Logging On

Cheryl Ball, Editor


We are pleased to offer you 14 webtexts in this open issue!

In the Topoi section, we present Daniel Anderson's scholarly poem "I'm a Map, I'm a Green Tree" in which he riffs on "the nature of metaphors, models of knowledge and culture, posthuman syntheses of people and machines, the recurring tensions in composition studies between the written and the multimodal."

This piece holds distinction for Kairos as being the first (and only?) submission ever peer-reviewed in a public, open forum. Thanks to C&W hosts, Dave Blakesley and Samantha Blackmon; Town Hall coordinator and moderator, Michael Salvo; and Daniel, the ever-experimental-author for agreeing to let us perform this live, peer-to-peer review process during the opening Town Hall session. Thanks also to those panelists who doubled as editorial reviewers—Joyce Walker, Jim Kalmbach, Carl Whithaus—as well as those in the audience (particularly Alex Reid, Cynthia Selfe, Dickie Selfe, and others) who were willing to share their positive and constructive thoughts on both this 10-minute-played-only-once video and the process of critique we used. As an editor experimenting with a new way of reviewing (thanks to urging from Kathleen Fitzpatrick's new book, for more on which you can read my review in this issue), I was thrilled that people were willing to give both the text and the process serious consideration, and were just as willing to point out the flaws in the system. For instance, I don't think I'm the only one who finally recognized the importance of the lesson that Melanie Yergeau and others have been trying to teach us for years: We cannot make accessibility an afterthought. It has got to be part of the review process. Thanks to insights such as these, we're working to strengthen our review and publication processes even more.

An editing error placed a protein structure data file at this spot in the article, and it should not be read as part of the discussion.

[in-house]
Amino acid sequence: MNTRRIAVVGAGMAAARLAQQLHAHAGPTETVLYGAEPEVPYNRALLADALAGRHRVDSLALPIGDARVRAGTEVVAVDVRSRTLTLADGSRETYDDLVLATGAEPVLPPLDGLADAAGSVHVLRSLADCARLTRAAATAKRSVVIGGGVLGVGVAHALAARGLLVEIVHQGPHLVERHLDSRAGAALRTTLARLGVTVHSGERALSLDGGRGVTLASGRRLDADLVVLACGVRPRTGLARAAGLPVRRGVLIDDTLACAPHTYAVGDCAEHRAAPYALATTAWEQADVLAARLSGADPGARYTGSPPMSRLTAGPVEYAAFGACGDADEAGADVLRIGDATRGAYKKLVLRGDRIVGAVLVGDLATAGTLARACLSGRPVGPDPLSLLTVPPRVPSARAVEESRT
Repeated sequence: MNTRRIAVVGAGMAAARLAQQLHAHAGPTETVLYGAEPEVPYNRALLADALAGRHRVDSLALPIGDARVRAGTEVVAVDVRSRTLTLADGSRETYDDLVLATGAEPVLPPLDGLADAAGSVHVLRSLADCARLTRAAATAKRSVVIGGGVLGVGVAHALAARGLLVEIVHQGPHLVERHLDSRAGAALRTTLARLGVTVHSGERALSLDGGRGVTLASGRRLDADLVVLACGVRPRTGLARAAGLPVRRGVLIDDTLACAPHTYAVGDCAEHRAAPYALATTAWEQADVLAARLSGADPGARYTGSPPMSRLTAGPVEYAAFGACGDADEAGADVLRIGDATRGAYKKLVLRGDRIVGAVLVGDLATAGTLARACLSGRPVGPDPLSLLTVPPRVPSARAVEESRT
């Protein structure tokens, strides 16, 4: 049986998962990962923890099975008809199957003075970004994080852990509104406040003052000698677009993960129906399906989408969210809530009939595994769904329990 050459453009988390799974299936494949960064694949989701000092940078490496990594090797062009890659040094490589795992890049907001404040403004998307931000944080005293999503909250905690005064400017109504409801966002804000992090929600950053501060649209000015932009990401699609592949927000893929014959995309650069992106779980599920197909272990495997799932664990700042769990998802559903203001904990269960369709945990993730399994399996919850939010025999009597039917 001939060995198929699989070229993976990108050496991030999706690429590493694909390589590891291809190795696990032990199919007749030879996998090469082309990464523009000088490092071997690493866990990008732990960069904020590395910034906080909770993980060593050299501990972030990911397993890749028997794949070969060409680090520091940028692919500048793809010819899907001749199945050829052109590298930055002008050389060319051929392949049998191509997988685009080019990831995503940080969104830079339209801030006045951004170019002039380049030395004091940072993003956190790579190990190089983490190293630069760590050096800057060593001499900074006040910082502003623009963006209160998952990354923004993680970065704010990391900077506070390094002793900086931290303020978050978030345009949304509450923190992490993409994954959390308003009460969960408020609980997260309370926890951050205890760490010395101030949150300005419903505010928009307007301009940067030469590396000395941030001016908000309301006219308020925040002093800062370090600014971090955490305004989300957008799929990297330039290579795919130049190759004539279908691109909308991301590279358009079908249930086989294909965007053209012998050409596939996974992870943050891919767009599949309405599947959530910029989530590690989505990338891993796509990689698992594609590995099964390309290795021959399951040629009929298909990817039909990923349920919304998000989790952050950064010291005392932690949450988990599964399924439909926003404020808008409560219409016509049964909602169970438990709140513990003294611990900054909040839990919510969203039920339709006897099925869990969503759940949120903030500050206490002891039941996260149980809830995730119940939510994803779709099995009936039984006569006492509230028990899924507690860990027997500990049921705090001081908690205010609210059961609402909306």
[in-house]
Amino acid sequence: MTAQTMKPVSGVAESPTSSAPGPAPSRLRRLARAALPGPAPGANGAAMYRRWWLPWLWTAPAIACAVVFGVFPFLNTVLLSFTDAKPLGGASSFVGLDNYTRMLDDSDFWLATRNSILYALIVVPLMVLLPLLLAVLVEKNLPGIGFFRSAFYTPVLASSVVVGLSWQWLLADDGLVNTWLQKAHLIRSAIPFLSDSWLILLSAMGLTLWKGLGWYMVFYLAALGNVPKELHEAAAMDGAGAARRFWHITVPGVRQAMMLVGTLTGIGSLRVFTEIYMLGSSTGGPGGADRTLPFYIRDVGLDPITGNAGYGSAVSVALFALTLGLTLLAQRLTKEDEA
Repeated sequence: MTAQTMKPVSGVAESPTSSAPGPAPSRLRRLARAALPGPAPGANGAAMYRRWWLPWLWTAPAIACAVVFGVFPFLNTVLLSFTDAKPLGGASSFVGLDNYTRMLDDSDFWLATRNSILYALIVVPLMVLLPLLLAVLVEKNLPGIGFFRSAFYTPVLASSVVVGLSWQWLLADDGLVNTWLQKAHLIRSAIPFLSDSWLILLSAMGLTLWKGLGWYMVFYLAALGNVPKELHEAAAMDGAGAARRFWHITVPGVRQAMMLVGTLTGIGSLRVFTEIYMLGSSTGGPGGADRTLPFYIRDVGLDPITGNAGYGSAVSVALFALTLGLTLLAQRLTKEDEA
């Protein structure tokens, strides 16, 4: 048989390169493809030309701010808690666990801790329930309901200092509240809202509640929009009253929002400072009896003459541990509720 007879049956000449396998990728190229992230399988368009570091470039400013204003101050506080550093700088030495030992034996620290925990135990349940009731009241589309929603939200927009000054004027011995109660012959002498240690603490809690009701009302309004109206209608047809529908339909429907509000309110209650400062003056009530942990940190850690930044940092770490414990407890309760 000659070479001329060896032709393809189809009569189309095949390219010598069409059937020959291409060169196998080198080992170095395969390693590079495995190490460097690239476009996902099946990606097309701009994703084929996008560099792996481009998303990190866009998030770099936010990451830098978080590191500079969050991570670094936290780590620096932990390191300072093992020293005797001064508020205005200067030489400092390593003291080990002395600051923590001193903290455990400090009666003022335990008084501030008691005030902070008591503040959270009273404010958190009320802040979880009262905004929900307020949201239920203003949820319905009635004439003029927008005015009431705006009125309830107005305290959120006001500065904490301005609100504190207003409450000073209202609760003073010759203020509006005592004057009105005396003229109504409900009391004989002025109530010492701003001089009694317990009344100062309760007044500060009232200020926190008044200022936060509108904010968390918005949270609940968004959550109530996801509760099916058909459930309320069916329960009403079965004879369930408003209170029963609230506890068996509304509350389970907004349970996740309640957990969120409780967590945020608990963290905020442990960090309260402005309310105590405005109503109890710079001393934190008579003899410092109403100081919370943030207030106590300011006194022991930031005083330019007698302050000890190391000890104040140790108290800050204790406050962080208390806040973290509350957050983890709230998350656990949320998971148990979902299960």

In the Inventio section, we present bonnie kyburz's webtext, "Notes on 'Notes on a Film'," in which kyburz addresses some of the editorial and design choices she made and responded to in her previous Kairos publication, "Notes on a Film."

In Praxis, Drew Kopp and Sharon McKenzie Stevens provide a new look at "Re-articulating the Mission and Work of Writing Programs with Digital Video," in which they present several videos that exemplify how they changed opinions about the writing programs on their campuses through use of digital video.

In the PraxisWiki, Jessica Rivait writes about "Course Management Systems as Ongoing Classroom Memory," where she reflects on ANGEL (Michigan State's CMS) as a living archive.

The Reviews section in this issue is *FULL*, with nine reviews including a microreview by Cheri Toledo on Web Conferencing Tools and a review webtext of four books on digital scholarship by yours truly. In addition, we have smart reviews by a multitude of authors that cover Brooke's Lingua Fracta, Kimme Hea's collection Going Wireless, Worsham and Olson's Plugged In,Baron's A Better Pencil, Wark's Gamer Theory, Kress's Multimodality: A Semiotic Approach, and Hariman and Lucaites' No Caption Needed. It's an exciting Reviews section, and an exciting issue, to say the least!



At the Computers & Writing conference this past May, we were pleased to announce this year's winners of the following Kairos awards:

Best Webtext: Susan H. Delagrange for "Wunderkammer, Cornell, and the Visual Canon of Arrangement"

John Lovas Memorial Weblog: (Tie) Digital Writing and Research Lab, University of Texas at Austin: "Viz. Visual Rhetoric, Visual Culture, Pedagogy" and George H. Williams, Jason B. Jones, and Julie Meloni, Eds., "ProfHacker."

Kairos/Bedford-St. Martins Awards for Graduate Students/Adjuncts: